Research Handbook on Executive Pay
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Research Handbook on Executive Pay

Edited by Randall S. Thomas and Jennifer G. Hill

Research on executive compensation has exploded in recent years, and this volume of specially commissioned essays brings the reader up-to-date on all of the latest developments in the field. Leading corporate governance scholars from a range of countries set out their views on four main areas of executive compensation: the history and theory of executive compensation, the structure of executive pay, corporate governance and executive compensation, and international perspectives on executive pay.
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Chapter 21: Executive Compensation in India

Rajesh Chakrabarti, Krishnamurthy Subramanian, Pradeep K. Yadav and Yesha Yadav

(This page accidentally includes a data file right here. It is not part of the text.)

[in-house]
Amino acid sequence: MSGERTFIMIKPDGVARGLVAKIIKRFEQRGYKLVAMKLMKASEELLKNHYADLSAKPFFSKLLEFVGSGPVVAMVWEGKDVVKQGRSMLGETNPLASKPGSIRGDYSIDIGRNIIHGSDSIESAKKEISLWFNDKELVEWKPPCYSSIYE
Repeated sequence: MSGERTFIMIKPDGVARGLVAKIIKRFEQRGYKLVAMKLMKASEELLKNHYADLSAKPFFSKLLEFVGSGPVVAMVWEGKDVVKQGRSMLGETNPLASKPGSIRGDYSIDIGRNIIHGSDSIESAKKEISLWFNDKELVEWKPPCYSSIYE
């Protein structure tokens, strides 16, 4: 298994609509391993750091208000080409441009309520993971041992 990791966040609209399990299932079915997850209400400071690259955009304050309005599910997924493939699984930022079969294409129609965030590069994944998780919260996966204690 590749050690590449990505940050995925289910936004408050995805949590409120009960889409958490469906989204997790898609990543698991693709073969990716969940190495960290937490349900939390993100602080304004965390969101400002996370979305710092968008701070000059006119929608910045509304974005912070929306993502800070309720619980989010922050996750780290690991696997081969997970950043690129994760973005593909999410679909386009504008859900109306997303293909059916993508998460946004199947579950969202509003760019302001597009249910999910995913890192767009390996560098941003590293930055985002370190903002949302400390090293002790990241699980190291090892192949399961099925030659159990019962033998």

Rajesh Chakrabarti, Krishnamurthy Subramanian, Pradeep K. Yadav and Yesha Yadav* 1 1 INTRODUCTION The issue of executive compensation in corporate India has gained increasingly in significance since the advent of economic liberalization in 1993–94, the subsequent rise of India as a leading center for international investment, and the rapidly increasing domestic equity participation by retail investors in Indian capital markets. Salaries for senior management have grown sharply since 1994, and are sizable in the Indian context, particularly when compared with non-managerial employee salaries. The sharp rise in salary levels, and the wide regulatory latitude afforded to boards to set executive pay after the 1993–94 reforms, have prompted concerns long analyzed in developed markets in relation to the play of incentives governing executive employment contracts, and in particular, the better alignment of pay with performance to reduce “agency costs,” and the use and abuse of managerial power to extract rents and thereby disgorge shareholder value. As India seeks to progress the creation of corporate governance systems in avowed alignment with international best practice, it presents an interesting case-study in the context of executive compensation, from an economic as well as a regulatory policy perspective. From an economic perspective, the agency costs that are of greatest concern in an Indian context are “horizontal” agency costs between controlling (potentially minority) shareholders and other (passively investing) shareholders. These are fundamentally different from the “vertical” agency costs between managers and dispersed shareholders that are widely regarded as a potential explanation for high CEO...

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